How Patrick Walters turned “Heartstopper” into a showstopper

When it was announced in April last year that Kit Connor and newcomer Joe Locke would star opposite each other in See-Saw Films’ Netflix coming-of-age series Heart strokeexecutive producer Patrick Walters said he felt like he was creating “something very special”.

Fourteen months later and its clear audience is on board, with the queer teenage love story embraced both critically and commercially since its April 22 release.

Created and written by Alice Oseman from her literary series of the same name, the series follows the relationship of Charlie and Nick who, after meeting at an all-boys school, become friends and soon discover that a romance is blossoming. between them.

Along the way, they realize there is a strong community of allies and friends around them, helping them access their authentic selves, but also teaching them that there is no “good way” to get out.

Not only Heart stroke reaching Netflix’s top ten list in 54 countries, but it also earned a 100% critical rating on Rotten Tomatoes, as well as a 1,700% increase in weekly book sales in the United States.

For Walters, the global reaction reflected his personal feelings during the development of the project.

“It really inspired me with that kind of passion that we now see in the reception it’s had all over the world,” he said.

“So I was really hoping it could connect that way, but most of all I was just trying to protect the adaptation and make it as rich and emotional and satisfying as graphic novels are to read.

“That’s basically what worried me the most, and then you cross your fingers and hope for the best.”

Walters joined See-Saw Films in 2014 and worked as head of development on Top of the Lake: China Girl and a screenwriter on The new legends of the monkeybefore being promoted to Head of TV Development in 2018.

Since then, he has been co-producer of Samantha Strauss’ The end for Foxtel, Sky Atlantic and Showtime, while continuing to develop dramas like Andrew Haigh’s Northern Water’ for BBC Two, Nick Hornby State of the Unionand slow horses for Apple TV+.

Heart stroke isn’t the literary adaptation Walters produced for release this year, after starring as The Essex Serpenta six-part period drama based on the novel of the same name by Sarah Perry, directed by Clio Barnard and starring Claire Danes and Tom Hiddleston.

Patrick Walters.

Reflecting on his approach with the various streaming platforms, he said it’s about being specific about where a development can be streamed in the world.

“For something like Heart strokewe really wanted to target Netflix because we felt it was a direct link to the Gen Z screens that we wanted to talk to, and because Netflix is ​​in so many territories it releases globally same time,” he said.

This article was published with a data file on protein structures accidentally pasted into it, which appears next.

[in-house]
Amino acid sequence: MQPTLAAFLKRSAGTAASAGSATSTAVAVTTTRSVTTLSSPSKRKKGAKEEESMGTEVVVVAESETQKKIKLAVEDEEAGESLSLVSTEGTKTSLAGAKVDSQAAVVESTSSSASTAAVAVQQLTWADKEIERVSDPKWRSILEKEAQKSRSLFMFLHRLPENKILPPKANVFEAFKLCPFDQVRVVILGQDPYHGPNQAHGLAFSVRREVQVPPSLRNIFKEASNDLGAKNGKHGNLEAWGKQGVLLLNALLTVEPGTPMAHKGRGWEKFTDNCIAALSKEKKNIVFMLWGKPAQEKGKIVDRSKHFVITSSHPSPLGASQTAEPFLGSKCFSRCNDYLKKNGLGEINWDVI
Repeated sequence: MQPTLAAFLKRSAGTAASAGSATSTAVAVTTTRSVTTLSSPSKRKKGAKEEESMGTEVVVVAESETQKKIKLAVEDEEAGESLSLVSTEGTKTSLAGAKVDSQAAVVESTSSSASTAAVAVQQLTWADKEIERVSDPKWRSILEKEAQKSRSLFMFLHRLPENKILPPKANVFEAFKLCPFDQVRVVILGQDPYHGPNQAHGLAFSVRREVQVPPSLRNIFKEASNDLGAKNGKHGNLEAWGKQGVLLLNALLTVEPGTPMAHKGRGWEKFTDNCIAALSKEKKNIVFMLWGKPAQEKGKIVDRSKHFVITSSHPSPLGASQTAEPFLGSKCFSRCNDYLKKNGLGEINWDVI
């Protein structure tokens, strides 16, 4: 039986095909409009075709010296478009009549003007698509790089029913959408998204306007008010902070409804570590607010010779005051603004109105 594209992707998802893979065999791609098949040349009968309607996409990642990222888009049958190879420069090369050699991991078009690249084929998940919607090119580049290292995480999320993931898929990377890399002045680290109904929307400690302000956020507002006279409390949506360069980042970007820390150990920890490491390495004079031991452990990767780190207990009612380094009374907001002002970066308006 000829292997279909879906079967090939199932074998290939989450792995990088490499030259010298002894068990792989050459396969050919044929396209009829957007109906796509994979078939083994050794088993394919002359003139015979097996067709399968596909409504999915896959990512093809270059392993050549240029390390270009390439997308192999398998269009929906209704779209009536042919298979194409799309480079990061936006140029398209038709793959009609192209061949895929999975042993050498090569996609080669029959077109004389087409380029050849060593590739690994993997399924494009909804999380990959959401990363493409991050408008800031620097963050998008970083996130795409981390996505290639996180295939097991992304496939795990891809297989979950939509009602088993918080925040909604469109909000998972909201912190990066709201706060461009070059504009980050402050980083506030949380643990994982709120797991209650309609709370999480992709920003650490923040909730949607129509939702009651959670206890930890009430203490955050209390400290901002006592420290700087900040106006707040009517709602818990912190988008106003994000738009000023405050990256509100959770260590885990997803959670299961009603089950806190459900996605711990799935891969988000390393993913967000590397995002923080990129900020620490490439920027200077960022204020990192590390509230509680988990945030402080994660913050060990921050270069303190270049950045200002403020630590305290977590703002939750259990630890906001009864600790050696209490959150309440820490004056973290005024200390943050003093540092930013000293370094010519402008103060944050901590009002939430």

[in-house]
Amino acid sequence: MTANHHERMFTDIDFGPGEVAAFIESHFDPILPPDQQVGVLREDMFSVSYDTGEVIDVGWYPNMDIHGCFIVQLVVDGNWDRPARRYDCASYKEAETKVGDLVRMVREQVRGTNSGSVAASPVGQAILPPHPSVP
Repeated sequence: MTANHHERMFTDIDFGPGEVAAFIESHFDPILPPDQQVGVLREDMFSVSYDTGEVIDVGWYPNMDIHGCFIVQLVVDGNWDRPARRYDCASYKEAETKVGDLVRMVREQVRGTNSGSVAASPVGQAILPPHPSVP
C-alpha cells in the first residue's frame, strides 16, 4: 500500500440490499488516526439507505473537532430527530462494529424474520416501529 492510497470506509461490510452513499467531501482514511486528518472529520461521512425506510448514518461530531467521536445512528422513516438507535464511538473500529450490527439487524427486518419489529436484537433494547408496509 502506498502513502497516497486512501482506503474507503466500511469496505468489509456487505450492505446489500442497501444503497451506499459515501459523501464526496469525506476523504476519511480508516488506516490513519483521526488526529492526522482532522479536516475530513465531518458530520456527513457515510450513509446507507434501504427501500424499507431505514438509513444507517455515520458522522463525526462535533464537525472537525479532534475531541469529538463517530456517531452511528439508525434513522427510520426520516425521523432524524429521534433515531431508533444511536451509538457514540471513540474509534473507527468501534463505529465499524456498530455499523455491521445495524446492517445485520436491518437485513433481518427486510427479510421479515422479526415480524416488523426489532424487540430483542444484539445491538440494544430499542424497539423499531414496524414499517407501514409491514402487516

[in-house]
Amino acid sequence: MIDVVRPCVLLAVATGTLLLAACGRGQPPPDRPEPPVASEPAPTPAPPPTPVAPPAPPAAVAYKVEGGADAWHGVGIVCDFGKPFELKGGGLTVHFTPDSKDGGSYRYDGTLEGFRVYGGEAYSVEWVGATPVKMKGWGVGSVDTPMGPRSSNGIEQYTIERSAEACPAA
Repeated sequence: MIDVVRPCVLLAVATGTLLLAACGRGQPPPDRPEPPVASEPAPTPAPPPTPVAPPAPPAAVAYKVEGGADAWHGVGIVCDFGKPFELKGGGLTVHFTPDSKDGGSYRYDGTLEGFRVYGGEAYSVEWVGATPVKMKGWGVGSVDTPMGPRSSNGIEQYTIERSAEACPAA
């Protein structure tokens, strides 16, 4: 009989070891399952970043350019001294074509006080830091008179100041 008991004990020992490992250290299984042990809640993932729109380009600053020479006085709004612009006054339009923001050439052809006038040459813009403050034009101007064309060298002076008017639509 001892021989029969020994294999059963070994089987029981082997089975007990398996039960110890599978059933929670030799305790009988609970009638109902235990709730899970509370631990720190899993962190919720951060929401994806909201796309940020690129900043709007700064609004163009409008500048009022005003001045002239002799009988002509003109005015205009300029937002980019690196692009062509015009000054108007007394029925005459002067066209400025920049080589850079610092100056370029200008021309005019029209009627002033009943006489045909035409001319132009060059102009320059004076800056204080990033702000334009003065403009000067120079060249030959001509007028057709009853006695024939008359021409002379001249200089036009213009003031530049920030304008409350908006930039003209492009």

“We just thought it would be the perfect place for it, so we were really targeted in how we approached them and they were very positive about it.

“When you develop something like The Essex Serpentwhich is a very evocative literary period novel, it’s about who understands it, and who wants to protect what it is and really gets it.

“Apple TV has a brilliant director called Jay Hunt, who was so passionate about the novel, and she reached out to us after she found out See-Saw had the option on it and so sometimes it’s that connection with who gets it and understand what it is.”

While subsequent seasons of Heart stroke will be his focus for the immediate future, Walters aims to continue bringing different kinds of queer stories to light, including working with writer/director Harry Lighton, known for his short films such as cave boys and Sunday morning going down.

He said identifying with the creative voice of a writer or director was a key part of identifying new projects to work on.

“You want to feel like you have a creative compatibility with someone and that you’re really excited about how they see the world in particular,” he said.

“So that’s what I’m looking for first and foremost, and then you’re like, ‘Well, what drives you and how can we come up with that in a TV series?’

“You also have to present something that you are passionate about and that you really derive personal joy from. Once you start manipulating an idea to fit what you think a producer or curator or the market wants, it just waters it down. I think the more different and specific something is, the better.

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